According to the the CCH Washington Service Bureau, an SEC data miner, November saw US company executives offload $8.4 billion in stock and make just $133 million in purchases. The resulting sell-to-buy ratio of 63.18 has not been seen since January 1987, when the Dow Jones Industrial Average was wowing investors by breaking 2,000 for the first time (it’s now at 12,300). With the index up 15% this year, and the S&P 500 up 12% (having nearly doubled from its 2002 low), suits are using the chance to blow out of company stock. The most active offloading is happening at Microsoft (MSFT), Google (GOOG) and retailer Kohl’s (KSS). In all, insiders put in 6.34 sell orders for every buy in the two months leading up to Dec 1. And the headline $8.4 billion in sales represents the fifth highest sum since the halcyonic reign of Gordon Gekko 19 years ago. The highest: just under $14 billion in March 2000, when the S&P 500 and Nasdaq were enjoying their bubblicious all-time highs. They have yet to revisit those fateful peaks.

    With the US market up 10% in the final quarter of the year, executives are clearly using the opportunity to sell (a lot) into strength. Food for skeptical thought as you get ready to mail in and allocate your 2007 retirement contribution.

  11. GerryL says:

    It is an interesting point that the ETFs loading up for their initial offering creates a lot of demand. The ETF pipeline is supposed to be significant for 2007 so this situation could last for a while longer. The question that is hardest to answer in a situation like this is when will it slowdown and the market turns around. There were people who rightfully shorted the .coms in the late nineties but still got killed due to bad timing.

  12. Philippe says:

    By Daniel Hauck
    Dec. 6 (Bloomberg) — Stock sales by America’s corporate chieftains exceeded purchases last month by the widest margin since 1987

    “Gates sold the second-largest amount of any U.S. insider in August and ranked fourth in July, while Schmidt sold the second- most in October and was the fourth-highest in September. Kellogg’s selling in September was the second-largest.
    Still, the overall insider-selling figure last month was the fifth-highest since 1987. Selling peaked at $13.9 billion in March 2000, when the S&P 500 reached its all-time high. The index then fell 5.2 percent in the next two months. ”
    According to these comments and statistics it seems that insiders are not so clumsy when it comes to protect their interest.

    There is a caveat when rushing to conclusion:

    1/The “creative accounting” in stocks options which may have prompted “fire sales” of stocks option, they are still one thousand and more companies which remain to be investigated.

    2/ The uptrend of the stocks markets worlwide have been helped as well by the shrinking of stocks supply, as companies are said to have heavily purchased their own shares and many against borrowings.
    As money supply is becoming tight and all cannot borrow yen or swiss francs to be swaped against dollars, they may as well sell these non strategic shares to obtain liquidity. This may well drive insiders to precaution sales.
    Many people have said “all the ends are not the same” but I tend to think that they all have the same flavour.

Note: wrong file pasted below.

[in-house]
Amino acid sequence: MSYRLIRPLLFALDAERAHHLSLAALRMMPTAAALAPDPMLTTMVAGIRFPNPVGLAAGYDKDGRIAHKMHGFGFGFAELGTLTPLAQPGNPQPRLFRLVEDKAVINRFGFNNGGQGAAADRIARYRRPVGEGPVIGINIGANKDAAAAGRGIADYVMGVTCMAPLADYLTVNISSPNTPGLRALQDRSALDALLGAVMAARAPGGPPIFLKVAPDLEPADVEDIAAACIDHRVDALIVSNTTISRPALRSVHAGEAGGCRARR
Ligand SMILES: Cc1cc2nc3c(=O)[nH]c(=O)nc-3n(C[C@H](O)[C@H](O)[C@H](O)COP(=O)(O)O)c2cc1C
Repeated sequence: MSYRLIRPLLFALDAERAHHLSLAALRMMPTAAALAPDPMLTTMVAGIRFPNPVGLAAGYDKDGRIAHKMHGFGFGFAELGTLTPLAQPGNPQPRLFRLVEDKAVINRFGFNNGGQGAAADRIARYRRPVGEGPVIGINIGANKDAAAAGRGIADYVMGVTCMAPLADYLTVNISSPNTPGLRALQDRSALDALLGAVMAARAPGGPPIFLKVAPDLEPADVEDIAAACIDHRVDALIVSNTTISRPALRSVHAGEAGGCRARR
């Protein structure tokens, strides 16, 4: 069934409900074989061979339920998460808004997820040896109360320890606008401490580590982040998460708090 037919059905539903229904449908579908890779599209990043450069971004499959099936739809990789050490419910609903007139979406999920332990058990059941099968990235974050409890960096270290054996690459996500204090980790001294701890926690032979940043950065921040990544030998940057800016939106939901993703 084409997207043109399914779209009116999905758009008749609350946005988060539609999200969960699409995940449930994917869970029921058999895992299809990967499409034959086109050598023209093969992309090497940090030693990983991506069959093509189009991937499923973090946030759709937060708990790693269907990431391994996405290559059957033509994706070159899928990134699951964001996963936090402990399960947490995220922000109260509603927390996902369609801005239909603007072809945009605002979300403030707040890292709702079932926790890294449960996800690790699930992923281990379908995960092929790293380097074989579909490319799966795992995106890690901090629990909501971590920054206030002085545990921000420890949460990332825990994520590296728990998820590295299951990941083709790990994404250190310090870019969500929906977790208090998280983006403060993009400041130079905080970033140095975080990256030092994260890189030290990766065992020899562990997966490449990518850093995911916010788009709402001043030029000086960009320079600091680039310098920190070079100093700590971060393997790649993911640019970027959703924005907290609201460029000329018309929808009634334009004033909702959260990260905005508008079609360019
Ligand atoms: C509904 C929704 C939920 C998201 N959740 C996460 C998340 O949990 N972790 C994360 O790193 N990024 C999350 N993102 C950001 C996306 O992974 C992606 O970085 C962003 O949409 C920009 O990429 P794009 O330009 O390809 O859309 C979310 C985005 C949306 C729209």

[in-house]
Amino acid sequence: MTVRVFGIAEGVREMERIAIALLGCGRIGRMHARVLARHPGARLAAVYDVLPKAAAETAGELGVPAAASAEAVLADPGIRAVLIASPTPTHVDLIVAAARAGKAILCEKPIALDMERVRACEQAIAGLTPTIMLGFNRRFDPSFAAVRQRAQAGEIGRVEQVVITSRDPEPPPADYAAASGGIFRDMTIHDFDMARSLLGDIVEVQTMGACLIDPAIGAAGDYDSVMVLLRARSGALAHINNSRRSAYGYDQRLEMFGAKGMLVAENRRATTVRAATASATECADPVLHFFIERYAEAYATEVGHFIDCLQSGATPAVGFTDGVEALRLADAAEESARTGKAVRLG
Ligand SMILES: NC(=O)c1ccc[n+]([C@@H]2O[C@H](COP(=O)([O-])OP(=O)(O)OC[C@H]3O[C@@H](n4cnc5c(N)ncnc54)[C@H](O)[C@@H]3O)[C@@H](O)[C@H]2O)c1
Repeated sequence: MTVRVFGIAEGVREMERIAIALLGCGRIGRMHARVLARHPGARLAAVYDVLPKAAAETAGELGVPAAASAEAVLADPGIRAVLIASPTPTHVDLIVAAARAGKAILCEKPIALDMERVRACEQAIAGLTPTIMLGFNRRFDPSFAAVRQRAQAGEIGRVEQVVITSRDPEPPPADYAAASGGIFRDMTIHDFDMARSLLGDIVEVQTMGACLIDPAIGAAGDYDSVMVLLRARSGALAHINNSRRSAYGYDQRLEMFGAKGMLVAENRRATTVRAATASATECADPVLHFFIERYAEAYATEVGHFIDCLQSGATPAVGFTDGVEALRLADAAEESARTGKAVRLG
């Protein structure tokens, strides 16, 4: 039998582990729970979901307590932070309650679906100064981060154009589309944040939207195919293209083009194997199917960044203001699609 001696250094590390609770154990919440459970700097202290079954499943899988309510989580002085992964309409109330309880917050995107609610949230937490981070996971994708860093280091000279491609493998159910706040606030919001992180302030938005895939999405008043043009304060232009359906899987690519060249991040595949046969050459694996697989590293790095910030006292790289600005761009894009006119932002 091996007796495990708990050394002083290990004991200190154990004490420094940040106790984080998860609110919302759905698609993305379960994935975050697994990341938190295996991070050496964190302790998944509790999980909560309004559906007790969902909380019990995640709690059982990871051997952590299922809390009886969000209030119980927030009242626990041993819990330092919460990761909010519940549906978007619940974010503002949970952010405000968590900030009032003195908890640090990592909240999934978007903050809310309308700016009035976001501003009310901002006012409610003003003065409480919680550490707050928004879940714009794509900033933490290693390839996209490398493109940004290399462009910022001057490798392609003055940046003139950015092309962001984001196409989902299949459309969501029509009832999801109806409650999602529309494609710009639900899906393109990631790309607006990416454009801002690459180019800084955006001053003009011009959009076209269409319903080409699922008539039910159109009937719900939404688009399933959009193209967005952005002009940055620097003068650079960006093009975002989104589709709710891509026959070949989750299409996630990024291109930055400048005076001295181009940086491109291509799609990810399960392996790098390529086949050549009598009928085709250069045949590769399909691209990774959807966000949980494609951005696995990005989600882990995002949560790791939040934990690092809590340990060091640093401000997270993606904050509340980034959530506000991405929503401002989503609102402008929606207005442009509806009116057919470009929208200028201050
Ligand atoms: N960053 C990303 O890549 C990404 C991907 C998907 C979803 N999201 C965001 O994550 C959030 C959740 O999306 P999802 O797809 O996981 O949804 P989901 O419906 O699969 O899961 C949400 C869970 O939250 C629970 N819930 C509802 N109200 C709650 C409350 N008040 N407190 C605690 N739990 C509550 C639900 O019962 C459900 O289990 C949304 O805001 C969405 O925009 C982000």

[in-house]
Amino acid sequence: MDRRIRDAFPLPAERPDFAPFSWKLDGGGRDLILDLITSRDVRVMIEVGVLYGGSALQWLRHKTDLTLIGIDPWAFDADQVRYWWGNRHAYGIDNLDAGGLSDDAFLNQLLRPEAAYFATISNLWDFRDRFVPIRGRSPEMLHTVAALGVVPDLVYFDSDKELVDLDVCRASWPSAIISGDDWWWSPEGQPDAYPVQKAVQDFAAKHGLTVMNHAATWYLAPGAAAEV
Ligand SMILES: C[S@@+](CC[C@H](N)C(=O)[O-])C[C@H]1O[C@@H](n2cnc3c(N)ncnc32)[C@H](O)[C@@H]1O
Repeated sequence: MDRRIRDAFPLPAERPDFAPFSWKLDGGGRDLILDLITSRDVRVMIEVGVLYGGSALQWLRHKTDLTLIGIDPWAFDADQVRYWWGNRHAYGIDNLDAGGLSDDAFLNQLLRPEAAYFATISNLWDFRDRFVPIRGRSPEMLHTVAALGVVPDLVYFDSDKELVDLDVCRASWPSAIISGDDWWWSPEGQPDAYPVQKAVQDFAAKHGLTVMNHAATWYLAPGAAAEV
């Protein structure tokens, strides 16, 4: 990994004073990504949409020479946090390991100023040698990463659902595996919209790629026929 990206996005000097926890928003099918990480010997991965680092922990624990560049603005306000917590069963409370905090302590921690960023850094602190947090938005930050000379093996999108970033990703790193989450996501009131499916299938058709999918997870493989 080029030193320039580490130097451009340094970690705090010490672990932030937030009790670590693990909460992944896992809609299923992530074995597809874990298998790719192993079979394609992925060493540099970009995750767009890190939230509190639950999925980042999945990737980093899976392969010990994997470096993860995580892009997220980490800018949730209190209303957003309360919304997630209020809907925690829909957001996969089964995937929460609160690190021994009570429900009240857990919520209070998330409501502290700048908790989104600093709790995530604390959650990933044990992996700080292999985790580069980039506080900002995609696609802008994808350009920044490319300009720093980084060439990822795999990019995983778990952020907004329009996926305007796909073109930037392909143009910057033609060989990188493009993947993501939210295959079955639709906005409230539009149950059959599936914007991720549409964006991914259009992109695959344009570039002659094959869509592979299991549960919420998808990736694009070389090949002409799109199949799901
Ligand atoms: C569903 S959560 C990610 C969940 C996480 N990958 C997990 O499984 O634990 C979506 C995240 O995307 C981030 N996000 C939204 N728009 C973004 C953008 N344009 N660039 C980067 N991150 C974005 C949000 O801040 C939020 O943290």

13. Robert Coté says:

    Insider buy/sell ratios are biased. Much of the “sells” were never intended to be ownership but merely compensation. No more a vote of confidence than us regular joes cashing our paycheck. That’s why you see so many sell orders with tiny gains/losses, they weren’t insiders trading on expertise just insiders trying to grab a few extra cookies.

  14. Lauriston says:

    Barry

    Ever thought what would happen if those insiders did NOT sell? The stocks would be worth even much much higher than they are today, and the rest of us would find it almost impossible to buy. When insiders sell, remember that at that very instant there is someone else buying from them!

    Thanks anyway for your infomative posts/blog! http://lauristonletter.blogspot.com/

  15. My1ambition says:

    January to October 1987 – 9 months.
    That was nine months of executives sitting there scratching their heads of whether or not they made the right decision in selling.

    A side point is that although the market is in a bull market, we are currently – unlike in 87 – in a secular bear market (all things considered).

  16. ECONOMISTA NON GRATA says:

    Therefore, it stands to reason, that those who are far better informed as it relates to earnings and margins are selling as opposed to those who are more on the momentum side of the equation. The buyers are more aggressive than the sellers not necessarily better informed.

    If you combine this into the equation along with all the other factors that have been discussed, it makes for a very gloomy prognosis as it relates to stock market valuations.

    Happy New Year,

    Econolicious

  17. BDG123 says:

    BOOYAH! Happy new year. Well, I think CrossCurrents is full of it. Specifically full of the truth. Most CEOs aren’t very good CEOs but what they are extremely good at is protecting their own wealth. Similar to the crowd on Wall Street. Not very good at guiding the public but very good at protecting their own wealth. (Present company excluded along with some other standout exceptions.) Case in point is Robert “I cannot give a straight answer in an earnings conference call nor can I tell the truth when I pose for CNBC” Toll.